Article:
Introduction

The skin is the largest organ of the body, accounting for more than 10% of body mass, and the one that enables the body to interact most intimately with its environment. Figure 1 shows a diagrammatic illustration of the skin. In essence, the skin consists of four layers: the stratum corneum (nonviable epidermis), the remaining layers of the epidermis (viable epidermis), dermis, and subcutaneous tissues. There are also several associated appendages: hair follicles, sweat ducts, apocrine glands, and nails. Many of the functions of the skin can be classified as essential to survival of the body bulk of mammals and humans in a relatively hostile environment. In a general context, these functions may be classified as protective, maintaining homeostasis, or sensing. The importance of the protective and homeostatic role of the skin is illustrated in one context by its barrier property. This allows the survival of humans in an environment of variable temperature; water content (humidity and bathing); and the presence of environmental dangers, such as chemicals, bacteria, allergens, fungi, and radiation. In a second context, the skin is a major organ for maintaining the homeostasis of the body, especially in terms of its composition, heat regulation, blood pressure control, and excretory roles. It has been argued that the basal metabolic rate of animals differing in size should be scaled to the surface area of the body to maintain a constant temperature through the skin's thermoregulatory control (1). Third, the skin is a major sensory organ in terms of sensing environmental influences, such as heat, pressure, pain, allergen, and microorganism entry. Finally, the skin is an organ that is in a continual state of regeneration and repair. To fulfill

Stratum corneum Stratum granulosum

Stratum spinosum Stratum basale

Blood vessel Sweat duct Sebaceous gland

Erector muscle Hair follicle

Fat tissue

Connective tissue

Figure 1 Components of the epidermis and dermis of human skin.

each of these functions, the skin must be tough, robust, and flexible, with effective communication between each of its intrinsic components.

Many agents are applied to the skin either deliberately or accidentally, with either beneficial or deleterious outcomes. The use of topical products was evident in ancient times, and there are reports of systemic benefits of topical anti-infective and hormonal agents in the 1940s. Modern transdermal patch technology was introduced in the late 1970s. The main interests in dermal absorption assessment are in the application of compounds to the skin (a) for local effects in dermatology (e.g., cor-ticosteroids for dermatitis); (b) for transport through the skin for systemic effects (e.g., nicotine patches for smoking cessation); (c) for surface effects (e.g., sunscreens, cosmetics, and anti-infectives); (d) to target deeper tissues (e.g., nonsteroidal antiinflammatory agents [NSAIDs] for muscle inflammation); and (e) unwanted absorption (e.g., solvents in the workplace, agricultural chemicals, or allergens). Figure 2 summarizes these processes and sites of effect of compounds applied to the skin. The skin became popular as a potential site for systemic drug delivery because it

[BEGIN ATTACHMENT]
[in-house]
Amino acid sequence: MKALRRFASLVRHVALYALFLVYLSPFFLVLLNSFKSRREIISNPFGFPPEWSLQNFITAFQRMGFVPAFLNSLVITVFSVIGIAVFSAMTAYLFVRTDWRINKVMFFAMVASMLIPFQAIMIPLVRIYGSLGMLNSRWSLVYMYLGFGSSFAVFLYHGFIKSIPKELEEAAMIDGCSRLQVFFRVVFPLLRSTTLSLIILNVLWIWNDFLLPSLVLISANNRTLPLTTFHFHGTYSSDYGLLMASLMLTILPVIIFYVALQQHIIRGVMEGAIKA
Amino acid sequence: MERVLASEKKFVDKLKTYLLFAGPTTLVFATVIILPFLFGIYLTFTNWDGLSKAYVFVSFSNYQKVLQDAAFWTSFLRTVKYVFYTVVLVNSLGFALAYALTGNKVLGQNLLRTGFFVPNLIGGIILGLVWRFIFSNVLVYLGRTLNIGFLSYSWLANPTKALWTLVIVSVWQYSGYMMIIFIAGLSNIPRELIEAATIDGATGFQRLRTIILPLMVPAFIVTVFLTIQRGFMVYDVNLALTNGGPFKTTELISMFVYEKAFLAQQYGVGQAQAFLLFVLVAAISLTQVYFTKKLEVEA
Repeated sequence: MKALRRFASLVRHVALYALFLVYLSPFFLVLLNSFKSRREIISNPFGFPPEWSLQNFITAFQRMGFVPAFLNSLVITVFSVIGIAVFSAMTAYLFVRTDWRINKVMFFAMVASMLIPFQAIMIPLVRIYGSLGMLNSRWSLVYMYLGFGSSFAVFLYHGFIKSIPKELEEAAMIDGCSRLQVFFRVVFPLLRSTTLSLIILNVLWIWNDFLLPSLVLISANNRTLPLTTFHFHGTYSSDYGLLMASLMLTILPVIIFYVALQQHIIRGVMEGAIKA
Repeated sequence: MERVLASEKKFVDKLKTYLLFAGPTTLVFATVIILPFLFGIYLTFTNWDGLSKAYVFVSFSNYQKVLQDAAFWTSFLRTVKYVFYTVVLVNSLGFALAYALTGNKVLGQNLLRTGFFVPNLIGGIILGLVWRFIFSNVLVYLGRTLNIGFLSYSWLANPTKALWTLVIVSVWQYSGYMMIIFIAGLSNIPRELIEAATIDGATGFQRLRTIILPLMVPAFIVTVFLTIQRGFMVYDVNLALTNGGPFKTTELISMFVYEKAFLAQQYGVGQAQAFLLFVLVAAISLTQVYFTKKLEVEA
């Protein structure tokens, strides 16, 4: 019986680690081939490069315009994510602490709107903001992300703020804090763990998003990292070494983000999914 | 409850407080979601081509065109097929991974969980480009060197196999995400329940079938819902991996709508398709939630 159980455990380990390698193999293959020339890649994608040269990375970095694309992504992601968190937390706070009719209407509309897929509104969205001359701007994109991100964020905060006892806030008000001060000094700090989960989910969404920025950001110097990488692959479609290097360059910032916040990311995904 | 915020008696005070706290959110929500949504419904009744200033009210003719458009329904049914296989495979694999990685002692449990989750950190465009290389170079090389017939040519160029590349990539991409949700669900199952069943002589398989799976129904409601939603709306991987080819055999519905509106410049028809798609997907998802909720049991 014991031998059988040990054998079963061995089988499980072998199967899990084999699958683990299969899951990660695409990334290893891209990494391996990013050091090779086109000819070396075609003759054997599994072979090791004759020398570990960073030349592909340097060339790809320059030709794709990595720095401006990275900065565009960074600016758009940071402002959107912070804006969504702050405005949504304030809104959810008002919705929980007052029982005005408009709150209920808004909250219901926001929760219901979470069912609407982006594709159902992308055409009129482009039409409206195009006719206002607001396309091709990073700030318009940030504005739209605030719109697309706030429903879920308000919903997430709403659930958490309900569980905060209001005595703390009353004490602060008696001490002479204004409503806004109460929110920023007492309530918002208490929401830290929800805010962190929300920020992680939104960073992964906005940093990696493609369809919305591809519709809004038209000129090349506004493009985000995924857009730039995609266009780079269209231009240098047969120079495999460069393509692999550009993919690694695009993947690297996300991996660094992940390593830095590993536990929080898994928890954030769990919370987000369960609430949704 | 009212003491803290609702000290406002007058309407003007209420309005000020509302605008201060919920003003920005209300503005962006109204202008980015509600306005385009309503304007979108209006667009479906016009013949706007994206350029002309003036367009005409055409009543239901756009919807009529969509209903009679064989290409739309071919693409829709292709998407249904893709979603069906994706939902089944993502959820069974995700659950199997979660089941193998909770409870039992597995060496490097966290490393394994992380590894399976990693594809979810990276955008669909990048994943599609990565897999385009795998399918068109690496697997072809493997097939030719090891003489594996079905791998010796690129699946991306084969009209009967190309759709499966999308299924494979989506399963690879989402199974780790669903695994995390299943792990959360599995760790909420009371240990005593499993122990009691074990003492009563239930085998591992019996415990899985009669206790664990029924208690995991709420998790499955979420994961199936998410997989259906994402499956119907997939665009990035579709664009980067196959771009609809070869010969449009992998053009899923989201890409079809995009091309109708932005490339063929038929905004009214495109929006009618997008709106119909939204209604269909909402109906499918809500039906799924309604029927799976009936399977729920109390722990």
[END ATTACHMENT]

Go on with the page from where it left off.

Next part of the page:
Figure 2 (A) Structure of the skin and processes of percutaneous absorption and transdermal delivery. Absorption can occur through sweat ducts (1), intercellular regions of the stratum corneum (2), and through the hair follicles (3). (B) Dermal absorption, sites of action and toxicity.

Transdermal Absorption

Fat tissue

Connective tissue

Figure 1 Components of the epidermis and dermis of human skin.

Enzyme Regulation Stomach

was thought to (a) avoid the problems of stomach emptying, pH effects, and enzyme deactivation associated with gastrointestinal passage; (b) to avoid hepatic first-pass metabolism; and (c) to enable control of input, as exemplified by termination of delivery through removal of the device. In practice, as discussed later in this book, delivery of solutes through the skin is associated with various difficulties, such as (a) the variability in percutaneous absorption owing to site, disease, age, and species differences; (b) the skin's "first-pass" metabolic effect; (c) the reservoir capacity of the skin; (d) irritation and other toxicity caused by topical products; (e) heterogeneity and inducibility of the skin in both turnover and metabolism; (f) inadequate definition of bioequivalence criteria; and (g) an incomplete understanding of the technologies that may be used to facilitate or retard percutaneous absorption. However, the controlled delivery of solutes through the skin continues to be of interest, with the further development of technologies, such as chemical penetration enhancement, sonopho-resis, transferosomes, and electroporation. The extent to which these are translated into practice will be defined by time.

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